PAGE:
BRING NO MORE THAN WANT TO CARRY
It is easy to over-pack; it can be overwhelming to grab everything you deem essential. The fine line between bringing too many (unnecessary) items and omitting to bring certain essentials is a personal decision. You can always re-up or lessen on supplies, buying or shedding articles along the way. It is optimal, however, to bring the bare minimum of what you’ll need – no more no less.
Inexperienced, it was a dilemma for me to prepare for a five-months summer journey to South America. I was bracing for daunting freezes of Tierra del Fuego – the farthest-south point of the world (aside from Antarctica); but was also excited about scuba diving in the Caribbean and clubbing in Buenos Aires. So, logically, my swimming trunks, snorkeling gear, fine dress shoes and shirts were all stuffed in the 80liter Everest bag along with absolutely all of my warm clothes from life in southern Texas. Everything didn’t quite fit and three black sacks – each the size of a sleeping-bag – were attached on the outside of the main backpack. It was a clumsy, heavy, uncomfortable multi-piece bag, but I pushed through with it on my back for more than a month.
Ushuaia is a small cast out town on the bottom of the world, at the tip of a breathtaking godforsaken cape surrounded by snow-capped ridges from three sides and Magellan Straight from the south. Soon after flying into this geographic and climatic low point of South America, I realized that fears of unbearable cold were unfounded – not in Tierra del Fuego, not later in the barren Patagonia. I hauled all those pounds of garments for weeks and ultimately wore only 2 of the sweatshirts (the big jacket and thermo-wear were lifesavers though). All of this wouldn’t be interesting to tell, however, if it wasn’t for the incident when a goat pissed all over these belongings of mine in the plane.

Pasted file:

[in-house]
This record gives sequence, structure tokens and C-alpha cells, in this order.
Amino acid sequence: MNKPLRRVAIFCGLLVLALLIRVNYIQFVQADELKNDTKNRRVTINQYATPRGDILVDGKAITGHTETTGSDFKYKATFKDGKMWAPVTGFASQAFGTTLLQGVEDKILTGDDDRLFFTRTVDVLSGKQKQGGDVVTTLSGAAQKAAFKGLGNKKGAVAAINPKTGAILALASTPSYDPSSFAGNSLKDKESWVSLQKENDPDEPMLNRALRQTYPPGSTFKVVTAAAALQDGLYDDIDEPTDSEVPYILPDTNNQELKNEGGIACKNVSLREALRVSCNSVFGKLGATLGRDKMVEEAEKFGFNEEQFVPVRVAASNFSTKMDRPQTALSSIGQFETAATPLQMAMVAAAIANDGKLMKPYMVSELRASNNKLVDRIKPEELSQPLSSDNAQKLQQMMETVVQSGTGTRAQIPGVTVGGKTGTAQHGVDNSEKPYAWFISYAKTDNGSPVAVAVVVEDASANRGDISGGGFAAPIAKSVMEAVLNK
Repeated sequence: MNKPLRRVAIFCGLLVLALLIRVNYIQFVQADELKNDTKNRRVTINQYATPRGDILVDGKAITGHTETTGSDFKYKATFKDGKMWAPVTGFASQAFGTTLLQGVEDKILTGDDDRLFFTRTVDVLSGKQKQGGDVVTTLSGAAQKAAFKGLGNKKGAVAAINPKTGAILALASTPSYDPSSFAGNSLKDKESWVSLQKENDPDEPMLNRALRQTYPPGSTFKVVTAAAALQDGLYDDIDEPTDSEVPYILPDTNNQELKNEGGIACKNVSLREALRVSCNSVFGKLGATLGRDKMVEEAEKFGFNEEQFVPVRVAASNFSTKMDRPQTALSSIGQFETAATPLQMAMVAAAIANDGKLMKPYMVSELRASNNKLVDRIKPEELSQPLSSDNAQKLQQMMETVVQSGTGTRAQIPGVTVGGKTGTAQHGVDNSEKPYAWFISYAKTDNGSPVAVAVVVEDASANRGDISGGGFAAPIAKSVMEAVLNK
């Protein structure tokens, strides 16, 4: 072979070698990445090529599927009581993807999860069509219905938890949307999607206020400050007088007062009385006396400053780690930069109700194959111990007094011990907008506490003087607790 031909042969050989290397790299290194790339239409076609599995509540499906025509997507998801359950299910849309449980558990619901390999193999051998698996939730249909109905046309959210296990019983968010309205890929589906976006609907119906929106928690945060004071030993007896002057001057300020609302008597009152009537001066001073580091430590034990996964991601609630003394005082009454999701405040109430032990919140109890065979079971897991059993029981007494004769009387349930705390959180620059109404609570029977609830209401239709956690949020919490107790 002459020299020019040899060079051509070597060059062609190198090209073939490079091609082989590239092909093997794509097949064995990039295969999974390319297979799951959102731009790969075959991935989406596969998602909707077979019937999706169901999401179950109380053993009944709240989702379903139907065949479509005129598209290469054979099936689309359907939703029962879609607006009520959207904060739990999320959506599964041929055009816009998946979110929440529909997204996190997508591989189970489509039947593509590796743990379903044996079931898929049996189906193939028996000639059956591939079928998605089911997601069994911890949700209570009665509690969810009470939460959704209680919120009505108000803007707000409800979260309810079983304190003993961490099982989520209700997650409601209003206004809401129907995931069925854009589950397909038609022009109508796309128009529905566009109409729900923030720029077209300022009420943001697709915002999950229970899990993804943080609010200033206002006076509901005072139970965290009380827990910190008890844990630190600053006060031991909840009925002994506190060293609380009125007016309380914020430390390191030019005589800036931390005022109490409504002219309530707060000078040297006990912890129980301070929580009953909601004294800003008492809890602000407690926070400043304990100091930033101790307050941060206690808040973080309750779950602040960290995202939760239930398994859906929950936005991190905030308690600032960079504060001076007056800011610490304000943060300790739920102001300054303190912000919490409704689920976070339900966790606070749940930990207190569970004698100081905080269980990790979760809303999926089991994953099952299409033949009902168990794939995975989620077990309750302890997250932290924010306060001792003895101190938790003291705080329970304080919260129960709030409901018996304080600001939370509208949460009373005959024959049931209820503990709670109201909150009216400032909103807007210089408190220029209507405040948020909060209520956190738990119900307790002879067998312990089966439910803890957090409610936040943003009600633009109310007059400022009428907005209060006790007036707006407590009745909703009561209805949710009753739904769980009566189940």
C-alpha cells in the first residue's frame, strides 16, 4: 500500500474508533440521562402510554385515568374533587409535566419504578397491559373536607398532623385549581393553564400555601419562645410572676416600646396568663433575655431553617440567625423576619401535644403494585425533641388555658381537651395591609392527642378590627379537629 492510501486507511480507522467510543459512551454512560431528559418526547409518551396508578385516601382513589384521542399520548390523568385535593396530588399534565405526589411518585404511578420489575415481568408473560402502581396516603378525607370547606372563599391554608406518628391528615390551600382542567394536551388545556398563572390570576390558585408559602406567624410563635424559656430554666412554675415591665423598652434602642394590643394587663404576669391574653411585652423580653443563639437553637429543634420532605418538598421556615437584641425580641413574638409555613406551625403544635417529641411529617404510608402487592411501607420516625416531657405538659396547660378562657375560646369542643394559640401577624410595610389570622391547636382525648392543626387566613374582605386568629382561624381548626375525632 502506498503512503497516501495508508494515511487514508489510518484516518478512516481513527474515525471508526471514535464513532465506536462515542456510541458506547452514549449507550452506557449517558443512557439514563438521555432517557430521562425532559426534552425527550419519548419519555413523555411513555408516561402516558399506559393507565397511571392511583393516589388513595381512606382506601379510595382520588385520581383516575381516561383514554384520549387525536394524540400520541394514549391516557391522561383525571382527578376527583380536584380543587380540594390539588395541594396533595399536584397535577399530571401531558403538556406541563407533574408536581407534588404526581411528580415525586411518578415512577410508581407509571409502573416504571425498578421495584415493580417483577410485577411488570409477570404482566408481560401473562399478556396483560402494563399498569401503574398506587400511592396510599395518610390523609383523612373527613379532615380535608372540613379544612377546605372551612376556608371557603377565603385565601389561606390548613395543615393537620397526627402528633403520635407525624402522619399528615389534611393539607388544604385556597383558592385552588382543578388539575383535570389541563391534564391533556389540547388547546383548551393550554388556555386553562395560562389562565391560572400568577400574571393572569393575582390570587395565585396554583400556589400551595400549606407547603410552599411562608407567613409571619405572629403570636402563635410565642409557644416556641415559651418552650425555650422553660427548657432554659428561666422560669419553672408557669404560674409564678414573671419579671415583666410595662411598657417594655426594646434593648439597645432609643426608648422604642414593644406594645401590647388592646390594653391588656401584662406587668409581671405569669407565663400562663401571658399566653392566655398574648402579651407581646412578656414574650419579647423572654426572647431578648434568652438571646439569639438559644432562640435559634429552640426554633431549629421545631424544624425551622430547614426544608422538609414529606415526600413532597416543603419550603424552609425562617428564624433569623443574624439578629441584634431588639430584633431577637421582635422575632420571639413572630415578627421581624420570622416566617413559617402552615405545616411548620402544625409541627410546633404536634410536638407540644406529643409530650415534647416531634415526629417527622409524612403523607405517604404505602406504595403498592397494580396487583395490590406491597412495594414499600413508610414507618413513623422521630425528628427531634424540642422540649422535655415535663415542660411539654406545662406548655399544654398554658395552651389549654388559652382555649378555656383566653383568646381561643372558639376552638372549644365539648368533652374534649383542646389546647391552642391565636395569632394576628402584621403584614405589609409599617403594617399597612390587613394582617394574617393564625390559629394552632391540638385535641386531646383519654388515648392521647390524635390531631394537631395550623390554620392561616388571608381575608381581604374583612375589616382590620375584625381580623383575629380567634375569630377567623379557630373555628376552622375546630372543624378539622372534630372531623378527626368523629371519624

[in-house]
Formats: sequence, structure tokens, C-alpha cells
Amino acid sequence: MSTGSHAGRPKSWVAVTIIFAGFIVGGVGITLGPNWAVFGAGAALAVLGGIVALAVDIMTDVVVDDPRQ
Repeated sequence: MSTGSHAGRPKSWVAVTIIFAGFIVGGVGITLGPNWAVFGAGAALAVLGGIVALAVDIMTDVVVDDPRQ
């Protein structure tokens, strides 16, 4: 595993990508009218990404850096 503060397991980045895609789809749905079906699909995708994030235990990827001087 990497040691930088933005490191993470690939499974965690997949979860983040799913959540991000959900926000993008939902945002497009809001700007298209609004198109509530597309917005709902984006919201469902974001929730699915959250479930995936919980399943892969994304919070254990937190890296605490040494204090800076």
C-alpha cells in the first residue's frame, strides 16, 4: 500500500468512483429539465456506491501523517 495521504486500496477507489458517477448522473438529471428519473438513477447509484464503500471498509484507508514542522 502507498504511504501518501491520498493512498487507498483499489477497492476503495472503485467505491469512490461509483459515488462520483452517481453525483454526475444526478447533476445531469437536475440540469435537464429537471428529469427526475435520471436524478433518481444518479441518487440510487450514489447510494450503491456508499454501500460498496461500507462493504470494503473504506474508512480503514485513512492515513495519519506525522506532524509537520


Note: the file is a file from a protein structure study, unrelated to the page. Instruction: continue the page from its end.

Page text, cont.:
Day’s ride from Ushuaia, I arrived to Rio Grande Airport to fly four hundred kilometers north over the water channel to Rio Gallegos on Patagonian mainland. For a long moment of disbelief, I stared at the sign “Rio Grande International Airport”. It was a plain cement building the size of a convenience store. Still under construction, from outside it appeared more like a warehouse. I spent several hours awaiting my flight on the mezzanine level of the empty terminal, reading a book, drinking Quilmes, not seeing a single person that entire time except for my upbeat talkative bartender/waiter/airport manager.
When it was time to board, ten persons and three goats appeared out of the left field and made their way to the Cessna 525 aircraft. I was instructed to bring my cumbersome bag in with me. There were six rows with two undersized seats on each side of the aisle – so, twenty-four seats, or twelve double-seat sections, in total; there was no steward. All settled in, each person had a two-seat bench to him or herself (enough to sit comfortably). Two of the goats were buckled into the two unoccupied sections. The remaining goat was left wondering around the cabin.